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Unformatted text preview: How it works In some ways, the Social Security System is both like and unlike a bank savings account. Despite the fact that the Social Security Administration mails out an annual earnings statement to participating individuals, the Social Security System does not necessarily pay out an equal value in benefits as what is paid out over an individual's lifetime. In fact the values listed on the earnings statement are only estimates based on current information, but are subject to change as an individual's situation evolves and as calculation parameters are modified. Like a bank savings account, however, the Social Security Administration does not just sit on the deposits it receives, but spends them in the expectation that it will have future inflows to meet its obligations. Social security programs are self-financing in the sense that they generate their own resources. In a self-financing social security system, contributions are made by the employee, employer and the self-employed, in the form of payroll taxes to the social security programs. Money paid by the present contributors is used to assist those in need of social security. So, when the present workers retire, they depend on contributions from future workers for availing social security benefits. Social security taxes or contributions to social security schemes depend on the income level of the individuals during their working period. The amount of benefits also depends on the level of income of the beneficiaries. By this logic, people who earn more and pay more to security schemes, would naturally receive more benefits in future.security schemes, would naturally receive more benefits in future....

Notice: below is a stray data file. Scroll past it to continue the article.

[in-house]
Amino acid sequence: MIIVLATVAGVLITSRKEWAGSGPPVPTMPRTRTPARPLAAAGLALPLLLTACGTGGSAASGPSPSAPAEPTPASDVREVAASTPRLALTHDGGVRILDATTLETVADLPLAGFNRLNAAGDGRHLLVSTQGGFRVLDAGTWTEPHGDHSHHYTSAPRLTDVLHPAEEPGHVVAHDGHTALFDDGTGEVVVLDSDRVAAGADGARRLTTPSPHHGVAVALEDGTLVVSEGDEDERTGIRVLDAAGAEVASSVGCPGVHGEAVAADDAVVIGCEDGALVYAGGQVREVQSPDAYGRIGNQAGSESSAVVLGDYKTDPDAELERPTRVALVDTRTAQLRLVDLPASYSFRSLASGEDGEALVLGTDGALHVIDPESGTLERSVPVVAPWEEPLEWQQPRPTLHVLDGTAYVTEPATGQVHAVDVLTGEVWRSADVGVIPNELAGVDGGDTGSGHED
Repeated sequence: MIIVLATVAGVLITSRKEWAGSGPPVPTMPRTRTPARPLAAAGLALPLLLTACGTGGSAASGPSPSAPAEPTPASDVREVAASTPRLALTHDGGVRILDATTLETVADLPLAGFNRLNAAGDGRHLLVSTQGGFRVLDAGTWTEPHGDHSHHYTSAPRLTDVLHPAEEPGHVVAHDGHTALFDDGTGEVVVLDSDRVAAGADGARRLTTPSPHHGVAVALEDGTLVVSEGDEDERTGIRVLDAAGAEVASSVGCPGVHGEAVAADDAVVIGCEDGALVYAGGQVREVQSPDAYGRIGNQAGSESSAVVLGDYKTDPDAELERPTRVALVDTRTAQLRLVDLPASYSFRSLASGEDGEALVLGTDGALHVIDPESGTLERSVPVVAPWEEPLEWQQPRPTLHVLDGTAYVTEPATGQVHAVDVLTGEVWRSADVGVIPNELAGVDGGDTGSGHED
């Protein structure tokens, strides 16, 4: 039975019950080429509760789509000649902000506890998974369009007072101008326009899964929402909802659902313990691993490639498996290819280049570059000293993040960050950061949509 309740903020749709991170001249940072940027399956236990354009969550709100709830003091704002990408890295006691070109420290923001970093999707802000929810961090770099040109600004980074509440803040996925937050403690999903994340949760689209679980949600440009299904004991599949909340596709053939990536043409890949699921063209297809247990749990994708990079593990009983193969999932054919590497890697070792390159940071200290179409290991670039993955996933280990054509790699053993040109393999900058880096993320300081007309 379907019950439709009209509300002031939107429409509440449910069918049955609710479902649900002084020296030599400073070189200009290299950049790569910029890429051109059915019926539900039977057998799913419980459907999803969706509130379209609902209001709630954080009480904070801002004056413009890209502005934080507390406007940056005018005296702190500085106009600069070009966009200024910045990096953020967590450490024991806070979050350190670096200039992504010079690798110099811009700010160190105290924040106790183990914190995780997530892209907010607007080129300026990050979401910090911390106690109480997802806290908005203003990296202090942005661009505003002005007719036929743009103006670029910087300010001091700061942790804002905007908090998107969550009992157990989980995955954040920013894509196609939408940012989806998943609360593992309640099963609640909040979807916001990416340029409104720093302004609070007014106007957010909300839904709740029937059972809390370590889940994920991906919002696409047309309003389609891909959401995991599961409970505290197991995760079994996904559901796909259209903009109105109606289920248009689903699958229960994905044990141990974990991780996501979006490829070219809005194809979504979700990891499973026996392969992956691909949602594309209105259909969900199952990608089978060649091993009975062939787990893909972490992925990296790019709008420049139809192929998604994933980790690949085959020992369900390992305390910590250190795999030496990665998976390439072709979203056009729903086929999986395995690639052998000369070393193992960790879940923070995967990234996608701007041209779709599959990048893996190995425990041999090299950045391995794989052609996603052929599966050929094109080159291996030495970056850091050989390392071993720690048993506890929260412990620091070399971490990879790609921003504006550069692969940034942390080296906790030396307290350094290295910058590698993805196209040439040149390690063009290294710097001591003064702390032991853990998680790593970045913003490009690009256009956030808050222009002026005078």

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This note was uploaded on 03/23/2011 for the course MANEC 453 taught by Professor Jerrynelson during the Fall '10 term at BYU.
- Fall '10